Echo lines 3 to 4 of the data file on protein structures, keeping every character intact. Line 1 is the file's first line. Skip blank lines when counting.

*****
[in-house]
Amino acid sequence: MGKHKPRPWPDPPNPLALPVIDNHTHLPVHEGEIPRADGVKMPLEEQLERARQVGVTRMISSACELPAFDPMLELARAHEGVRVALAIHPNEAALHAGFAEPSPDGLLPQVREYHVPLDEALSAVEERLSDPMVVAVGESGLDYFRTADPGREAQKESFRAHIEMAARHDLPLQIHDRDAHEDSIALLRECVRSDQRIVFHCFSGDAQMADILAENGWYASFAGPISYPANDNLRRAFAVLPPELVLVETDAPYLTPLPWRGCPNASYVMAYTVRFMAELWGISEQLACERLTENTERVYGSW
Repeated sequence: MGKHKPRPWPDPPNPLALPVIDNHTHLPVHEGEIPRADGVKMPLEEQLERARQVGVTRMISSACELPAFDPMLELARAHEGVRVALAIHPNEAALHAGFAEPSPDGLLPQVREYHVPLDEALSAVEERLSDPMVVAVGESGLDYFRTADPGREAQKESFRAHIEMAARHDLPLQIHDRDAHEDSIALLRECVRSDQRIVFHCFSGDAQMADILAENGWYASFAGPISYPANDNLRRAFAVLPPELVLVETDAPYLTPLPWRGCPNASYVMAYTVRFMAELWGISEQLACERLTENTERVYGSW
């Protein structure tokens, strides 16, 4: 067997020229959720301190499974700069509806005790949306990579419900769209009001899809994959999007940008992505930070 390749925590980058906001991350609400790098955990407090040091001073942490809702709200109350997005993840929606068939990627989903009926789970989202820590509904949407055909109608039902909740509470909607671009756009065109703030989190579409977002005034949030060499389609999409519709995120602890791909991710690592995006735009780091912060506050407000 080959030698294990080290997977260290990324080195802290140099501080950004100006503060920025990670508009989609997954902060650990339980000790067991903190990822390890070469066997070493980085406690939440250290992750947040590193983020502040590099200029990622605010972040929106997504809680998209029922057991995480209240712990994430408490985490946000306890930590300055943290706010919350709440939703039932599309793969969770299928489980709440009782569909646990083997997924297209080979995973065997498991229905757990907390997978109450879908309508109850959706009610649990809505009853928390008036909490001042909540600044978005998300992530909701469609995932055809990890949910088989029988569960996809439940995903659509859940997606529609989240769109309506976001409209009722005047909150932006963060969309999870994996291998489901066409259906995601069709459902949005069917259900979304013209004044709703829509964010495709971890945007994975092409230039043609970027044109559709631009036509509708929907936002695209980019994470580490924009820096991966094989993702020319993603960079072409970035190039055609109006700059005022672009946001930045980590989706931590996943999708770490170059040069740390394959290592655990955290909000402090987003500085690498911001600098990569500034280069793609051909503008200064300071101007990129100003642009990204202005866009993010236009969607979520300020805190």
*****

Repeated sequence: MGKHKPRPWPDPPNPLALPVIDNHTHLPVHEGEIPRADGVKMPLEEQLERARQVGVTRMISSACELPAFDPMLELARAHEGVRVALAIHPNEAALHAGFAEPSPDGLLPQVREYHVPLDEALSAVEERLSDPMVVAVGESGLDYFRTADPGREAQKESFRAHIEMAARHDLPLQIHDRDAHEDSIALLRECVRSDQRIVFHCFSGDAQMADILAENGWYASFAGPISYPANDNLRRAFAVLPPELVLVETDAPYLTPLPWRGCPNASYVMAYTVRFMAELWGISEQLACERLTENTERVYGSW
């Protein structure tokens, strides 16, 4: 067997020229959720301190499974700069509806005790949306990579419900769209009001899809994959999007940008992505930070 390749925590980058906001991350609400790098955990407090040091001073942490809702709200109350997005993840929606068939990627989903009926789970989202820590509904949407055909109608039902909740509470909607671009756009065109703030989190579409977002005034949030060499389609999409519709995120602890791909991710690592995006735009780091912060506050407000 080959030698294990080290997977260290990324080195802290140099501080950004100006503060920025990670508009989609997954902060650990339980000790067991903190990822390890070469066997070493980085406690939440250290992750947040590193983020502040590099200029990622605010972040929106997504809680998209029922057991995480209240712990994430408490985490946000306890930590300055943290706010919350709440939703039932599309793969969770299928489980709440009782569909646990083997997924297209080979995973065997498991229905757990907390997978109450879908309508109850959706009610649990809505009853928390008036909490001042909540600044978005998300992530909701469609995932055809990890949910088989029988569960996809439940995903659509859940997606529609989240769109309506976001409209009722005047909150932006963060969309999870994996291998489901066409259906995601069709459902949005069917259900979304013209004044709703829509964010495709971890945007994975092409230039043609970027044109559709631009036509509708929907936002695209980019994470580490924009820096991966094989993702020319993603960079072409970035190039055609109006700059005022672009946001930045980590989706931590996943999708770490170059040069740390394959290592655990955290909000402090987003500085690498911001600098990569500034280069793609051909503008200064300071101007990129100003642009990204202005866009993010236009969607979520300020805190």